I volunteered for the "Local Wellness Policy" committees in our district (and at the cooperative level). I volunteered with the Co-op Coordinator, the district super, and the principal of my child's school last year for this "Local Wellness Policy". I am an RN, a parent of two special needs children, a parent of a children with LTFA, and a member of the district community. Despite what I saw as obvious qualifications, and numerous attempts to volunteer on these projects, [i]I wasn't chosen[/i]. No followup whatsoever.
The list could go on, but I just gotta laugh at the idea that "volunteering" automatically gives you consideration for [i]anything[/i].
Our district is advertising for substitute RN's. I'd be one lonely snowball if I thought for [i]a second[/i] any resume or application I submitted would receive any consideration. I mean, I'm not even a member of the softball league! (again, dripping in sarcasm)
[i]I might apply just for kicks.[/i]
and keep calling and calling and calling. leave oodles of messages.
and then wait for them to send home those notices "Substitue RN's needed" once again. (evil grin).
I might make it my pet project. [img]http://uumor.pair.com/nutalle2/peanutallergy/tongue.gif[/img]
Say "volunteer" again. I need the laugh. [img]http://uumor.pair.com/nutalle2/peanutallergy/biggrin.gif[/img]
Oh, and I have "volunteered" on numerous occassions to come in and scrub down and disinfect my child's classroom (this year his homeroom) each year. (I use FA as an [i]excuse[/i]).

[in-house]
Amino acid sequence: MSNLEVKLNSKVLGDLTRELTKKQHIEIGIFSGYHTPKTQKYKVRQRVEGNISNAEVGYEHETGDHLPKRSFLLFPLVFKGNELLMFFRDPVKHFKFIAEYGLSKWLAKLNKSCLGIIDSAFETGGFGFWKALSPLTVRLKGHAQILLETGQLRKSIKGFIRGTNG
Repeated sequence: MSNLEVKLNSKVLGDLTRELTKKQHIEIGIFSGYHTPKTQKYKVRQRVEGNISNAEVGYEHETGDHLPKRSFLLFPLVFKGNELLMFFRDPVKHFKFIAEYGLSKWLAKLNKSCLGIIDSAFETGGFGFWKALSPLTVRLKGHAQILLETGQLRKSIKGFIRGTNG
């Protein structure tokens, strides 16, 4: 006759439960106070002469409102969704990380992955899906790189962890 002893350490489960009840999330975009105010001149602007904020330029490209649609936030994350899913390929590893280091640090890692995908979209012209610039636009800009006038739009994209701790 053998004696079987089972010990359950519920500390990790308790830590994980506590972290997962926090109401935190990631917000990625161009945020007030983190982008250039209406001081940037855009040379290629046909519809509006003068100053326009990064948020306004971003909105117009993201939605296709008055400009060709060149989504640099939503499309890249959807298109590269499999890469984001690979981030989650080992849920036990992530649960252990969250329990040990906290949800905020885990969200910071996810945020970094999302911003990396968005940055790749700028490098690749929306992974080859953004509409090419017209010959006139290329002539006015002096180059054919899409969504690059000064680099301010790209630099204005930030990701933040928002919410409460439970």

I mean, the condition of the desks just makes my skin crawl. Last year, there were smears on everyone. So gross. Apparently there have been cutbacks on custodial availability. Daily routine cleaning is no longer "the standard".
I wasn't taken up on that offer either. [img]http://uumor.pair.com/nutalle2/peanutallergy/tongue.gif[/img]
But thanks for the smile. [img]http://uumor.pair.com/nutalle2/peanutallergy/biggrin.gif[/img]

Pages

Peanut Free and Nut Free Community

Click on one of the categories below to see all topics and discussions.

Latest Discussions

Latest Post by MoRich Mon, 06/01/2020 - 10:06am
Comments: 6
Latest Post by Sarah McKenzie Fri, 05/22/2020 - 12:57pm
Comments: 6
Latest Post by JRM20 Wed, 05/20/2020 - 9:30am
Comments: 5
Latest Post by justme Mon, 05/18/2020 - 12:36pm
Comments: 45
Latest Post by krisztina Thu, 02/20/2020 - 4:49pm
Comments: 1
Latest Post by chicken Thu, 02/20/2020 - 4:45pm
Comments: 3
Latest Post by lexy Tue, 01/28/2020 - 12:21am
Comments: 6
Latest Post by JRM20 Sun, 01/26/2020 - 11:15am
Comments: 6

Peanut Free Store

More Articles

It Is Easy To Buy Peanut Free Chocolate Online